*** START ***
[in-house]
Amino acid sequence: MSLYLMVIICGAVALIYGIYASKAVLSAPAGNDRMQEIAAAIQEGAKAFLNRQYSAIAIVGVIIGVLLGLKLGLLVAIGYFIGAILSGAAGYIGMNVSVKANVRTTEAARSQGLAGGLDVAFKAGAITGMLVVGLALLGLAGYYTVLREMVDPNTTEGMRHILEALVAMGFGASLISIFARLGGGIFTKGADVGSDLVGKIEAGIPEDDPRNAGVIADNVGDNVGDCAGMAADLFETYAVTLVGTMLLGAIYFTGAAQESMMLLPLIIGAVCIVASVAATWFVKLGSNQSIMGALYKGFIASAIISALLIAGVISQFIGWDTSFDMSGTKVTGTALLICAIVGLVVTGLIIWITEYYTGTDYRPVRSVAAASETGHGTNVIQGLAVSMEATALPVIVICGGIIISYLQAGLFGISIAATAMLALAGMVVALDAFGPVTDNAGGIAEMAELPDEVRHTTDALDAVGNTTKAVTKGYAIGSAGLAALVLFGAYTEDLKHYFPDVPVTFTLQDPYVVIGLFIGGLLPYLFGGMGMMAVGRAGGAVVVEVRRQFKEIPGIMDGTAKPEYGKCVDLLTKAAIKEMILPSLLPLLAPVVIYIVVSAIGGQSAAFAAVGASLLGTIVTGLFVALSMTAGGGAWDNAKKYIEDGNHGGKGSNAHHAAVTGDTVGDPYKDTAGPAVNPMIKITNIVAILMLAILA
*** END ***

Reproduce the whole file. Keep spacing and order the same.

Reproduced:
[in-house]
Amino acid sequence: MSLYLMVIICGAVALIYGIYASKAVLSAPAGNDRMQEIAAAIQEGAKAFLNRQYSAIAIVGVIIGVLLGLKLGLLVAIGYFIGAILSGAAGYIGMNVSVKANVRTTEAARSQGLAGGLDVAFKAGAITGMLVVGLALLGLAGYYTVLREMVDPNTTEGMRHILEALVAMGFGASLISIFARLGGGIFTKGADVGSDLVGKIEAGIPEDDPRNAGVIADNVGDNVGDCAGMAADLFETYAVTLVGTMLLGAIYFTGAAQESMMLLPLIIGAVCIVASVAATWFVKLGSNQSIMGALYKGFIASAIISALLIAGVISQFIGWDTSFDMSGTKVTGTALLICAIVGLVVTGLIIWITEYYTGTDYRPVRSVAAASETGHGTNVIQGLAVSMEATALPVIVICGGIIISYLQAGLFGISIAATAMLALAGMVVALDAFGPVTDNAGGIAEMAELPDEVRHTTDALDAVGNTTKAVTKGYAIGSAGLAALVLFGAYTEDLKHYFPDVPVTFTLQDPYVVIGLFIGGLLPYLFGGMGMMAVGRAGGAVVVEVRRQFKEIPGIMDGTAKPEYGKCVDLLTKAAIKEMILPSLLPLLAPVVIYIVVSAIGGQSAAFAAVGASLLGTIVTGLFVALSMTAGGGAWDNAKKYIEDGNHGGKGSNAHHAAVTGDTVGDPYKDTAGPAVNPMIKITNIVAILMLAILA